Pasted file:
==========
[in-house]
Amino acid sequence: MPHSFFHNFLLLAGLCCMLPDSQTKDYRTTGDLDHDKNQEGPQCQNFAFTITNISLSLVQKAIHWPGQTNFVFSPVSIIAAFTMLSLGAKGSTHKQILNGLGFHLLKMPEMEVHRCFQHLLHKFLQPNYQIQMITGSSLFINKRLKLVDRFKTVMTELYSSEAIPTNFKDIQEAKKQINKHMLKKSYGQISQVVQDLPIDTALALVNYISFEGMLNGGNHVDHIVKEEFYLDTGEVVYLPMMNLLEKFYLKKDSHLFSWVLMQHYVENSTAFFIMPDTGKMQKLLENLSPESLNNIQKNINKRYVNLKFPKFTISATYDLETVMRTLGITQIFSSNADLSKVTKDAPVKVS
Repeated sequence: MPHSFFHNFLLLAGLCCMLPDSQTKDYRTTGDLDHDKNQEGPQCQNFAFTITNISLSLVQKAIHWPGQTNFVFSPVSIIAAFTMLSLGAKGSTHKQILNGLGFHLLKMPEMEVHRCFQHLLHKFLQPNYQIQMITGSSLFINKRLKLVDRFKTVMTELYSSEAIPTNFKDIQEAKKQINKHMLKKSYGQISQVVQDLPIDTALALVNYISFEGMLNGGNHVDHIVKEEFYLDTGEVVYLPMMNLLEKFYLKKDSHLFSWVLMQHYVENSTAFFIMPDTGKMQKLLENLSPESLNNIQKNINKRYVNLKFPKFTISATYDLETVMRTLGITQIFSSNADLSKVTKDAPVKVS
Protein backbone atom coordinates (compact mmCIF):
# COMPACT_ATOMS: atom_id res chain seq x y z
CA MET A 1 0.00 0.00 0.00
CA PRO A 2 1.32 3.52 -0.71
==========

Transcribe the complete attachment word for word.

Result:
[in-house]
Amino acid sequence: MPHSFFHNFLLLAGLCCMLPDSQTKDYRTTGDLDHDKNQEGPQCQNFAFTITNISLSLVQKAIHWPGQTNFVFSPVSIIAAFTMLSLGAKGSTHKQILNGLGFHLLKMPEMEVHRCFQHLLHKFLQPNYQIQMITGSSLFINKRLKLVDRFKTVMTELYSSEAIPTNFKDIQEAKKQINKHMLKKSYGQISQVVQDLPIDTALALVNYISFEGMLNGGNHVDHIVKEEFYLDTGEVVYLPMMNLLEKFYLKKDSHLFSWVLMQHYVENSTAFFIMPDTGKMQKLLENLSPESLNNIQKNINKRYVNLKFPKFTISATYDLETVMRTLGITQIFSSNADLSKVTKDAPVKVS
Repeated sequence: MPHSFFHNFLLLAGLCCMLPDSQTKDYRTTGDLDHDKNQEGPQCQNFAFTITNISLSLVQKAIHWPGQTNFVFSPVSIIAAFTMLSLGAKGSTHKQILNGLGFHLLKMPEMEVHRCFQHLLHKFLQPNYQIQMITGSSLFINKRLKLVDRFKTVMTELYSSEAIPTNFKDIQEAKKQINKHMLKKSYGQISQVVQDLPIDTALALVNYISFEGMLNGGNHVDHIVKEEFYLDTGEVVYLPMMNLLEKFYLKKDSHLFSWVLMQHYVENSTAFFIMPDTGKMQKLLENLSPESLNNIQKNINKRYVNLKFPKFTISATYDLETVMRTLGITQIFSSNADLSKVTKDAPVKVS
Protein backbone atom coordinates (compact mmCIF):
# COMPACT_ATOMS: atom_id res chain seq x y z
CA MET A 1 0.00 0.00 0.00
CA PRO A 2 1.32 3.52 -0.71